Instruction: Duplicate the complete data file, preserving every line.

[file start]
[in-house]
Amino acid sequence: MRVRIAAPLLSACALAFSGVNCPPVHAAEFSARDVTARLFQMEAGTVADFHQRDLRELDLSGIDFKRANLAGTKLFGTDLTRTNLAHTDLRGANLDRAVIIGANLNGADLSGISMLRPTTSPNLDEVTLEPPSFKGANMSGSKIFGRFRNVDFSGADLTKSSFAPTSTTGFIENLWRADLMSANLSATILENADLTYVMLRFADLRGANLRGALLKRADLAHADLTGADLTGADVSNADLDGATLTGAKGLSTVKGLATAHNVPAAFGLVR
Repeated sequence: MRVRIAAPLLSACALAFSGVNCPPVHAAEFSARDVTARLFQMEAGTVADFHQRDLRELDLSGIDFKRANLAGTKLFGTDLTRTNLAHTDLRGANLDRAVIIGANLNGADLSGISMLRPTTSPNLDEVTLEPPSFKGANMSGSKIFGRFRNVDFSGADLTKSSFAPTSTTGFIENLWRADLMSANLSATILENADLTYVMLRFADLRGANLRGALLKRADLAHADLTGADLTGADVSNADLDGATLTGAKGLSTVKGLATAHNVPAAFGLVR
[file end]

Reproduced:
[in-house]
Amino acid sequence: MRVRIAAPLLSACALAFSGVNCPPVHAAEFSARDVTARLFQMEAGTVADFHQRDLRELDLSGIDFKRANLAGTKLFGTDLTRTNLAHTDLRGANLDRAVIIGANLNGADLSGISMLRPTTSPNLDEVTLEPPSFKGANMSGSKIFGRFRNVDFSGADLTKSSFAPTSTTGFIENLWRADLMSANLSATILENADLTYVMLRFADLRGANLRGALLKRADLAHADLTGADLTGADVSNADLDGATLTGAKGLSTVKGLATAHNVPAAFGLVR
Repeated sequence: MRVRIAAPLLSACALAFSGVNCPPVHAAEFSARDVTARLFQMEAGTVADFHQRDLRELDLSGIDFKRANLAGTKLFGTDLTRTNLAHTDLRGANLDRAVIIGANLNGADLSGISMLRPTTSPNLDEVTLEPPSFKGANMSGSKIFGRFRNVDFSGADLTKSSFAPTSTTGFIENLWRADLMSANLSATILENADLTYVMLRFADLRGANLRGALLKRADLAHADLTGADLTGADVSNADLDGATLTGAKGLSTVKGLATAHNVPAAFGLVR